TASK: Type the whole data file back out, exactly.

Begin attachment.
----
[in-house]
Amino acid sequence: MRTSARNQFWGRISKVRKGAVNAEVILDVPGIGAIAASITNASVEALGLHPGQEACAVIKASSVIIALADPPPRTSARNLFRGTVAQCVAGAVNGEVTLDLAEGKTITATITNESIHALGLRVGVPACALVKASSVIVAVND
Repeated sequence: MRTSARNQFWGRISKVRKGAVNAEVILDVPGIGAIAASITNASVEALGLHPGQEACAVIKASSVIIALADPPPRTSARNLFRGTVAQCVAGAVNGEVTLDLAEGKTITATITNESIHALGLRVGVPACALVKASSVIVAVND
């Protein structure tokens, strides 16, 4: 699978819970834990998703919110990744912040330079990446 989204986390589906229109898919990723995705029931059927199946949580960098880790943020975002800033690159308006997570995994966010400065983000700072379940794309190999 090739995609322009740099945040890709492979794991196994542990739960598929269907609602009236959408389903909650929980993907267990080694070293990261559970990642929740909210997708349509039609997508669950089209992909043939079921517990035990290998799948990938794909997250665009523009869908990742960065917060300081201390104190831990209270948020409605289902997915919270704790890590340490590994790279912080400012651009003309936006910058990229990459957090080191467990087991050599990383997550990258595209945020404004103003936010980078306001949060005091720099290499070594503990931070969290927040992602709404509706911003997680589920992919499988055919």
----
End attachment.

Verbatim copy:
[in-house]
Amino acid sequence: MRTSARNQFWGRISKVRKGAVNAEVILDVPGIGAIAASITNASVEALGLHPGQEACAVIKASSVIIALADPPPRTSARNLFRGTVAQCVAGAVNGEVTLDLAEGKTITATITNESIHALGLRVGVPACALVKASSVIVAVND
Repeated sequence: MRTSARNQFWGRISKVRKGAVNAEVILDVPGIGAIAASITNASVEALGLHPGQEACAVIKASSVIIALADPPPRTSARNLFRGTVAQCVAGAVNGEVTLDLAEGKTITATITNESIHALGLRVGVPACALVKASSVIVAVND
């Protein structure tokens, strides 16, 4: 699978819970834990998703919110990744912040330079990446 989204986390589906229109898919990723995705029931059927199946949580960098880790943020975002800033690159308006997570995994966010400065983000700072379940794309190999 090739995609322009740099945040890709492979794991196994542990739960598929269907609602009236959408389903909650929980993907267990080694070293990261559970990642929740909210997708349509039609997508669950089209992909043939079921517990035990290998799948990938794909997250665009523009869908990742960065917060300081201390104190831990209270948020409605289902997915919270704790890590340490590994790279912080400012651009003309936006910058990229990459957090080191467990087991050599990383997550990258595209945020404004103003936010980078306001949060005091720099290499070594503990931070969290927040992602709404509706911003997680589920992919499988055919």